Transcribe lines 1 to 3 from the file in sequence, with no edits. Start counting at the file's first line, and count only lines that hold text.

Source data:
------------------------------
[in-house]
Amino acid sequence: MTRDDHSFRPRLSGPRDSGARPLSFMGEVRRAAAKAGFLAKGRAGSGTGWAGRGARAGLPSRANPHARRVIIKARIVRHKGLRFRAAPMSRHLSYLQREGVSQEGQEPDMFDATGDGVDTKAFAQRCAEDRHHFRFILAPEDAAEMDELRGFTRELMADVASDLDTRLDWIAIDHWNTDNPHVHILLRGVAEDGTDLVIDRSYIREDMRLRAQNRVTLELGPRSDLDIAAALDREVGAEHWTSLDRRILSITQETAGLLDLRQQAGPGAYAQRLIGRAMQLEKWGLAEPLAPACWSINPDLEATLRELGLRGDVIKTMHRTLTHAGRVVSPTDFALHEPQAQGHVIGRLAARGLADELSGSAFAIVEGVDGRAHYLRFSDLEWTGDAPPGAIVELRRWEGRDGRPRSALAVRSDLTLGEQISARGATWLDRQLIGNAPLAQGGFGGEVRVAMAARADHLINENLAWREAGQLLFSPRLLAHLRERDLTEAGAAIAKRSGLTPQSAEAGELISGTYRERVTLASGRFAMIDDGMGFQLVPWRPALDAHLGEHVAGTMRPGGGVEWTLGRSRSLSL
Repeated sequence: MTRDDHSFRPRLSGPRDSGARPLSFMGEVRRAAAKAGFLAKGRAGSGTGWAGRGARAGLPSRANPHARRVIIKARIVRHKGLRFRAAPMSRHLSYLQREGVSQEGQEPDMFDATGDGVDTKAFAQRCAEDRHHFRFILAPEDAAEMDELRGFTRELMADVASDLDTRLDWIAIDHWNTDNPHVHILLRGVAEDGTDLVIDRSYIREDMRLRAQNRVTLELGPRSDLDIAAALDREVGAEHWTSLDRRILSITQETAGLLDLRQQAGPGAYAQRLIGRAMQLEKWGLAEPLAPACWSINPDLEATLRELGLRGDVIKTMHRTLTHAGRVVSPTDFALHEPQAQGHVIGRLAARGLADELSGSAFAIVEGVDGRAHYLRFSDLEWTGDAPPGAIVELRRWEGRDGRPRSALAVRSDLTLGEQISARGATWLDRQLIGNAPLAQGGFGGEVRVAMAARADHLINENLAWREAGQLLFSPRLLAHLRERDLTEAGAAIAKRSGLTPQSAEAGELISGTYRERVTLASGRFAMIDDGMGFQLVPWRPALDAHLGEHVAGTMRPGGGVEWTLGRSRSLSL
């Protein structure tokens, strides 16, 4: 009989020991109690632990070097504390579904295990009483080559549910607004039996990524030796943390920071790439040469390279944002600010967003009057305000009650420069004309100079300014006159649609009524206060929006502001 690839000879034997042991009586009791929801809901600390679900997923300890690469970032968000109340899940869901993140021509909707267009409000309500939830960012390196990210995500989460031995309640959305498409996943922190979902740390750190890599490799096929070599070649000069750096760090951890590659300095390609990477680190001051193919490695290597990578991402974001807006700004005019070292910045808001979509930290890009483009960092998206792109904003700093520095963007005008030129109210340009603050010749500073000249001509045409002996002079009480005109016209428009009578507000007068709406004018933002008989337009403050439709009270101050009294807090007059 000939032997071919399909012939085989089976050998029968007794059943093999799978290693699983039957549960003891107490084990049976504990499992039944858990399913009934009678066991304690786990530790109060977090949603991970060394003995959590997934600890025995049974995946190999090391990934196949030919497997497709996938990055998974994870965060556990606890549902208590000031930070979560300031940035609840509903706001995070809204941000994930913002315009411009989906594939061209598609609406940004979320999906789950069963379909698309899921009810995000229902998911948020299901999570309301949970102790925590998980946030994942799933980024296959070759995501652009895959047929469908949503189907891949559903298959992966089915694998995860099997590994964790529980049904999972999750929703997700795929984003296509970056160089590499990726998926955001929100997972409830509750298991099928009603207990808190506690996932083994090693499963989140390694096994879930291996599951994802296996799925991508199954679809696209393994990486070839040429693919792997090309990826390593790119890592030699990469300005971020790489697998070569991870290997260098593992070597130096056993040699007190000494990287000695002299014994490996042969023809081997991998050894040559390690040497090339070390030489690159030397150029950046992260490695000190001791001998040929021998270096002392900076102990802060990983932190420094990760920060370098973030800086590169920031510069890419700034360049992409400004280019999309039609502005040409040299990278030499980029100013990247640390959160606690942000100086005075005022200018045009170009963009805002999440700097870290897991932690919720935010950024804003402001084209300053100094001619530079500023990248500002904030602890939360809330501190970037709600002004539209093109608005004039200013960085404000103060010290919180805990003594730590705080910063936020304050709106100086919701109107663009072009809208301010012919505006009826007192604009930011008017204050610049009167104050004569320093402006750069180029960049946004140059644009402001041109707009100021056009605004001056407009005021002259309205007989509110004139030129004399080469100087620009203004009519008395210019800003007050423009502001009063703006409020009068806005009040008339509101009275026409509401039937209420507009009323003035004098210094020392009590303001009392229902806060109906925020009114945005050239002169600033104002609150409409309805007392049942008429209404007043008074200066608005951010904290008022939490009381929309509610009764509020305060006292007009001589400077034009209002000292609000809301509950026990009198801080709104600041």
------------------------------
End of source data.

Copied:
[in-house]
Amino acid sequence: MTRDDHSFRPRLSGPRDSGARPLSFMGEVRRAAAKAGFLAKGRAGSGTGWAGRGARAGLPSRANPHARRVIIKARIVRHKGLRFRAAPMSRHLSYLQREGVSQEGQEPDMFDATGDGVDTKAFAQRCAEDRHHFRFILAPEDAAEMDELRGFTRELMADVASDLDTRLDWIAIDHWNTDNPHVHILLRGVAEDGTDLVIDRSYIREDMRLRAQNRVTLELGPRSDLDIAAALDREVGAEHWTSLDRRILSITQETAGLLDLRQQAGPGAYAQRLIGRAMQLEKWGLAEPLAPACWSINPDLEATLRELGLRGDVIKTMHRTLTHAGRVVSPTDFALHEPQAQGHVIGRLAARGLADELSGSAFAIVEGVDGRAHYLRFSDLEWTGDAPPGAIVELRRWEGRDGRPRSALAVRSDLTLGEQISARGATWLDRQLIGNAPLAQGGFGGEVRVAMAARADHLINENLAWREAGQLLFSPRLLAHLRERDLTEAGAAIAKRSGLTPQSAEAGELISGTYRERVTLASGRFAMIDDGMGFQLVPWRPALDAHLGEHVAGTMRPGGGVEWTLGRSRSLSL
Repeated sequence: MTRDDHSFRPRLSGPRDSGARPLSFMGEVRRAAAKAGFLAKGRAGSGTGWAGRGARAGLPSRANPHARRVIIKARIVRHKGLRFRAAPMSRHLSYLQREGVSQEGQEPDMFDATGDGVDTKAFAQRCAEDRHHFRFILAPEDAAEMDELRGFTRELMADVASDLDTRLDWIAIDHWNTDNPHVHILLRGVAEDGTDLVIDRSYIREDMRLRAQNRVTLELGPRSDLDIAAALDREVGAEHWTSLDRRILSITQETAGLLDLRQQAGPGAYAQRLIGRAMQLEKWGLAEPLAPACWSINPDLEATLRELGLRGDVIKTMHRTLTHAGRVVSPTDFALHEPQAQGHVIGRLAARGLADELSGSAFAIVEGVDGRAHYLRFSDLEWTGDAPPGAIVELRRWEGRDGRPRSALAVRSDLTLGEQISARGATWLDRQLIGNAPLAQGGFGGEVRVAMAARADHLINENLAWREAGQLLFSPRLLAHLRERDLTEAGAAIAKRSGLTPQSAEAGELISGTYRERVTLASGRFAMIDDGMGFQLVPWRPALDAHLGEHVAGTMRPGGGVEWTLGRSRSLSL